The Calla Energy Biomass Project, to be located in Estill County, Kentucky is to be conducted in two phases. The objective of Phase I is to evaluate the technical and economic feasibility of cofiring biomass-based gasification fuel-gas in a power generation boiler. Natural gas and waste coal fines were evaluated as the cofired fuel. The project is based on the use of commercially available technology for feeding and gas cleanup that would be suitable for deployment in municipal, large industrial and utility applications. A design was developed for a cofiring combustion system for the biomass gasification-based fuel-gas capable of stable, low-NOx combustion over the full range of gaseous fuel mixtures in a power generation boiler, with low carbon monoxide emissions and turndown capabilities suitable for large-scale power generation applications. Following the preliminary design, GTI evaluated the gasification characteristics of selected feedstocks for the project. To conduct this work, GTI assembled an existing ''mini-bench'' unit to perform the gasification tests. The results of the test were used to confirm the process design completed in Phase Task 1. As a result of the testing and modeling effort, the selected biomass feedstocks gasified very well, with a carbon conversion of over 98% and individual gas component yields that matched the RENUGAS{reg_sign} model. As a result of this work, the facility appears very attractive from a commercial standpoint. Similar facilities can be profitable if they have access to low cost fuels and have attractive wholesale or retail electrical rates for electricity sales. The objective for Phase II is to design, install and demonstrate the combined gasification and combustion system in a large-scale, long-term cofiring operation to promote acceptance and utilization of indirect biomass cofiring technology for large-scale power generation applications. Phase II has not been approved for construction at this time.

Francis S. Lau

2003-09-01T23:59:59.000Z

325

CALLA ENERGY BIOMASS COFIRING PROJECT  

SciTech Connect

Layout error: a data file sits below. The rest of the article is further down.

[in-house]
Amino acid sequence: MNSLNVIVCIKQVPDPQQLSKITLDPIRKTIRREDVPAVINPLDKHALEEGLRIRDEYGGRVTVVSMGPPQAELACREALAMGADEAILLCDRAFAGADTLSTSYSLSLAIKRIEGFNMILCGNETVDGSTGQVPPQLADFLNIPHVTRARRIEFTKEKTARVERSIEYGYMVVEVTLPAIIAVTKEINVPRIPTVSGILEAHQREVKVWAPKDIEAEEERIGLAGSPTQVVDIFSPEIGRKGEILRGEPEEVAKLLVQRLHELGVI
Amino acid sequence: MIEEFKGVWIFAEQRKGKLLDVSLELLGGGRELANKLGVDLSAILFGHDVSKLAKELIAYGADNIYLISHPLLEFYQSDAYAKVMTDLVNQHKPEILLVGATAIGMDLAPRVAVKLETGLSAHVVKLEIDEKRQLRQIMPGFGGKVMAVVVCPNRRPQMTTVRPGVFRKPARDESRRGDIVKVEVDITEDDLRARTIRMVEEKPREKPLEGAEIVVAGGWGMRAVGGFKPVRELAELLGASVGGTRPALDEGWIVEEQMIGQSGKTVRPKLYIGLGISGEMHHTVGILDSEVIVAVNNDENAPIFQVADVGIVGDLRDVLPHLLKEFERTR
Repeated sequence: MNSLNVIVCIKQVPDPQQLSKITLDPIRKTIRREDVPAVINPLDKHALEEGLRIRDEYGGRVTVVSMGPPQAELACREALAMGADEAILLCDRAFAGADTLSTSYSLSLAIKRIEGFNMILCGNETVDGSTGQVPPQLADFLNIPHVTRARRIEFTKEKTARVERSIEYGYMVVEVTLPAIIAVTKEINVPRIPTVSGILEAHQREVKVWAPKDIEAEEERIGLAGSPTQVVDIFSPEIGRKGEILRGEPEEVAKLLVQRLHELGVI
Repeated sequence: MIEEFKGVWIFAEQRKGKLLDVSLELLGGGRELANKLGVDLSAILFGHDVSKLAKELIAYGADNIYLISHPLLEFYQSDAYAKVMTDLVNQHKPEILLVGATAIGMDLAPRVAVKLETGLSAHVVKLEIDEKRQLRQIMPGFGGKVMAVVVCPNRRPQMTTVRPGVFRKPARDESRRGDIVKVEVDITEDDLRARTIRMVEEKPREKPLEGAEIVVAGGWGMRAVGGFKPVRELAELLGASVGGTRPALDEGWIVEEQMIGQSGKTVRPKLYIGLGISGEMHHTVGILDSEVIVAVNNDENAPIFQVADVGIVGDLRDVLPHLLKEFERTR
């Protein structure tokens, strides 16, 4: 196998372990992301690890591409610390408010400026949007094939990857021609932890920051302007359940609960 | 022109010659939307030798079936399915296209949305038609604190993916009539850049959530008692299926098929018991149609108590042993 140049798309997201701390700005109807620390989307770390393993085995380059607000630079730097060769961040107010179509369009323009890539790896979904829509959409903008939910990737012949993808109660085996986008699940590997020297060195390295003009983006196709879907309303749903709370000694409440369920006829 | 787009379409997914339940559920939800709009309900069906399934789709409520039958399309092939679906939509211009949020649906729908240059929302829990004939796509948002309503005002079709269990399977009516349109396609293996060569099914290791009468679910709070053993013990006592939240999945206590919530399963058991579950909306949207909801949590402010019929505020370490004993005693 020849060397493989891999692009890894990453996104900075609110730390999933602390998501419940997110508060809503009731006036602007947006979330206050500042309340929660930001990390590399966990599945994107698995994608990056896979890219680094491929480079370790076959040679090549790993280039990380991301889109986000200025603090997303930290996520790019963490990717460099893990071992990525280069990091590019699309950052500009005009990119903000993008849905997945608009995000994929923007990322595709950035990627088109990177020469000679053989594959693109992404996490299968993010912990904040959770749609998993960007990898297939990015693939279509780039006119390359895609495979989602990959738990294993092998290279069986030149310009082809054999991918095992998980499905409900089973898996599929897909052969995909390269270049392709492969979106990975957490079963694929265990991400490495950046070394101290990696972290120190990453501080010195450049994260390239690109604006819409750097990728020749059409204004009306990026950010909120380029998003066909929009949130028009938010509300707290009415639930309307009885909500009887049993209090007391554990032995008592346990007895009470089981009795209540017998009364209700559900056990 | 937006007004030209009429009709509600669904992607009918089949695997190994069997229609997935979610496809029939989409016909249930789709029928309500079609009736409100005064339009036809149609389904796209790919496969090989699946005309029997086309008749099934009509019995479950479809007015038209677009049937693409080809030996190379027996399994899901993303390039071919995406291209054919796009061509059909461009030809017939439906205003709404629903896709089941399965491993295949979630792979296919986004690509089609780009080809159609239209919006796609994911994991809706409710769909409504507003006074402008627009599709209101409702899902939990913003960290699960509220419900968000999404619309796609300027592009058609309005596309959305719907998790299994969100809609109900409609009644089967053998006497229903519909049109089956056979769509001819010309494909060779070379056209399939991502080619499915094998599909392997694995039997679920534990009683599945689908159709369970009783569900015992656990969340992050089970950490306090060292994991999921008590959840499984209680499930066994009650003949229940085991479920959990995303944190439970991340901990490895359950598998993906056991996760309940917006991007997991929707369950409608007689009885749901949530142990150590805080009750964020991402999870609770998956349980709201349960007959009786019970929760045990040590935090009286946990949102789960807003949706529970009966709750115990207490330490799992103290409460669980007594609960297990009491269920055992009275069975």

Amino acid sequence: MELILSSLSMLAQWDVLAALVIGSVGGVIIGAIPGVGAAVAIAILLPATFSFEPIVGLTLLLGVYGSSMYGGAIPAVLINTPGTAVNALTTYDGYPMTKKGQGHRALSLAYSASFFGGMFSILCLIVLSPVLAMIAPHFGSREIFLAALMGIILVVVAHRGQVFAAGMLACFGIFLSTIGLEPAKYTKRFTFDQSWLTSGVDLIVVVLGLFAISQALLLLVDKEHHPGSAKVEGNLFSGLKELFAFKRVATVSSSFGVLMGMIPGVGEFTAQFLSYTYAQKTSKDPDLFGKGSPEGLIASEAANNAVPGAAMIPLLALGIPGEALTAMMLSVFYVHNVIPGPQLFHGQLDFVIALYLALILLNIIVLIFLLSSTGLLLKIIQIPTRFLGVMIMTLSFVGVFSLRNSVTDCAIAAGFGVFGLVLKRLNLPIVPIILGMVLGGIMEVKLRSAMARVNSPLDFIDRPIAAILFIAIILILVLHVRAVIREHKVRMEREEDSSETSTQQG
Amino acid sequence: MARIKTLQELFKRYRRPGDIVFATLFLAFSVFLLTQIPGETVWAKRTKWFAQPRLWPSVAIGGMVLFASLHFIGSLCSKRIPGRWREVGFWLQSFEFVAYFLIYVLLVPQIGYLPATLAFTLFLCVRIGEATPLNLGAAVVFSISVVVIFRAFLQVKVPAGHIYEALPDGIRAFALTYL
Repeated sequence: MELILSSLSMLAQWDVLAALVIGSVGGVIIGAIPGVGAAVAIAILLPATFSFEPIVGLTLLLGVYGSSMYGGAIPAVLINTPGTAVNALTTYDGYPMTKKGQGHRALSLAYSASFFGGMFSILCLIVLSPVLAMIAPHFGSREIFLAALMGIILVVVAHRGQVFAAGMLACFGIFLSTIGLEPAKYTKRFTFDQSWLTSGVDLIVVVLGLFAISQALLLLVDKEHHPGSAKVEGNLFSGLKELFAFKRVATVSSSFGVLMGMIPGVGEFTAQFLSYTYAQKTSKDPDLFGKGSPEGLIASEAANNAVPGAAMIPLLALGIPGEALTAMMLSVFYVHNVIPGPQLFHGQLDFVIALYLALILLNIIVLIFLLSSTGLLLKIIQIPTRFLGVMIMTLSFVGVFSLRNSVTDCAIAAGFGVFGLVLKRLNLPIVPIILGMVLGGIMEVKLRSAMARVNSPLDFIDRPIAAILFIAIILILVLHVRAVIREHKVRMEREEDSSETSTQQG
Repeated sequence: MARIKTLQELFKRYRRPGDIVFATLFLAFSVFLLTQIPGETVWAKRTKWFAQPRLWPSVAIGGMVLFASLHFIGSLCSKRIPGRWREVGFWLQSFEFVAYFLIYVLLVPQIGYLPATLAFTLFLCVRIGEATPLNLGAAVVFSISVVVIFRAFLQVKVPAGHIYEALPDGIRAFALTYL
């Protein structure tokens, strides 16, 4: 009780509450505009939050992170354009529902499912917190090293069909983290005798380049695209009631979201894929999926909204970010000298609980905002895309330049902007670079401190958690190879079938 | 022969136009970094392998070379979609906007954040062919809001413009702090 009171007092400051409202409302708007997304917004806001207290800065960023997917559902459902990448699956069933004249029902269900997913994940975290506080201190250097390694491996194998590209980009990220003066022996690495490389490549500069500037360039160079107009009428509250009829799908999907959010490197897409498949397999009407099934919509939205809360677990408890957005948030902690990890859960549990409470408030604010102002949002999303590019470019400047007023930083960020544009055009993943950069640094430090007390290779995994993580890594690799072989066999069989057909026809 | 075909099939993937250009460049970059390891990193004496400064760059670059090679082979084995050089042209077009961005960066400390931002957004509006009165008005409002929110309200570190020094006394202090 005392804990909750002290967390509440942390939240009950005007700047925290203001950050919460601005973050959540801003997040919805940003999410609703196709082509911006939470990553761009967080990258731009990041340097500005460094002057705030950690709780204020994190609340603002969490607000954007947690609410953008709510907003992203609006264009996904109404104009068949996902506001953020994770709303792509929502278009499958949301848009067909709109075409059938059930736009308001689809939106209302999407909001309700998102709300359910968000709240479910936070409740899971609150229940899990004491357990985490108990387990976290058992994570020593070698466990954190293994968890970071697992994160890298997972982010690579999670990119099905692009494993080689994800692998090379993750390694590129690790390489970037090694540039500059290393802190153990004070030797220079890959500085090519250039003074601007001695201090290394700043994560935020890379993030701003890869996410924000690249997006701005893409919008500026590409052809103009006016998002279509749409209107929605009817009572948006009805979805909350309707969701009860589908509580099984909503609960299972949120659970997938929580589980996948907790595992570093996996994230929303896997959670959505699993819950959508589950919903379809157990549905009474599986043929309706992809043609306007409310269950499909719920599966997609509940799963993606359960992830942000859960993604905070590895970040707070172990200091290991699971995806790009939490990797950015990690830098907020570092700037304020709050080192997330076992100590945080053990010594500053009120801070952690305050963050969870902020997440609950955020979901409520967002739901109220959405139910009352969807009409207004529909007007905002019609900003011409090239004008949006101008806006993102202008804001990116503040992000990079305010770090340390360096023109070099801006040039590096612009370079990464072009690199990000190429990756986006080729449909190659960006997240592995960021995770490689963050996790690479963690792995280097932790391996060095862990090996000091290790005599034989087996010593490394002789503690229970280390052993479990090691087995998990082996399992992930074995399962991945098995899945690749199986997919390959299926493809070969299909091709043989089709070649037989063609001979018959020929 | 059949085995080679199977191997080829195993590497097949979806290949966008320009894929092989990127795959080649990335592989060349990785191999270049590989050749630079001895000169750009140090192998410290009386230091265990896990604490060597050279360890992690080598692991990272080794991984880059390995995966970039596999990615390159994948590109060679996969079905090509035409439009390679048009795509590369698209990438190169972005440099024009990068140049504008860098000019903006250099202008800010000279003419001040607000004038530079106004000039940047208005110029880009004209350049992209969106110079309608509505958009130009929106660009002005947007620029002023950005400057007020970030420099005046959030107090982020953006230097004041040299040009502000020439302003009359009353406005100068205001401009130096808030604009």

The Calla Energy Biomass Project, to be located in Estill County, Kentucky is to be conducted in two phases. The objective of Phase I is to evaluate the technical and economic feasibility of cofiring biomass-based gasification fuel-gas in a power generation boiler. Waste coal fines are to be evaluated as the cofired fuel. The project is based on the use of commercially available technology for feeding and gas cleanup that would be suitable for deployment in municipal, large industrial and utility applications. Define a combustion system for the biomass gasification-based fuel-gas capable of stable, low-NOx combustion over the full range of gaseous fuel mixtures, with low carbon monoxide emissions and turndown capabilities suitable for large-scale power generation applications. The objective for Phase II is to design, install and demonstrate the combined gasification and combustion system in a large-scale, long-term cofiring operation to promote acceptance and utilization of indirect biomass cofiring technology for large-scale power generation applications. During this Performance Period work efforts proceeded, and Carbona completed the gasifier island design package. Nexant has completed the balance of plant support systems design and the design for the biomass feed system. Work on the Technoeconomic Study is proceeding. Approximately 75% of the specified hardware quotations have been received at the end of the reporting period. A meeting is scheduled for July 23 rd and 24 th to review the preliminary cost estimates. GTI presented a status review update of the project at the DOE/NETL contractor's review meeting in Pittsburgh on June 21st.

Unknown

2001-07-01T23:59:59.000Z

326

CALLA ENERGY BIOMASS COFIRING PROJECT  

SciTech Connect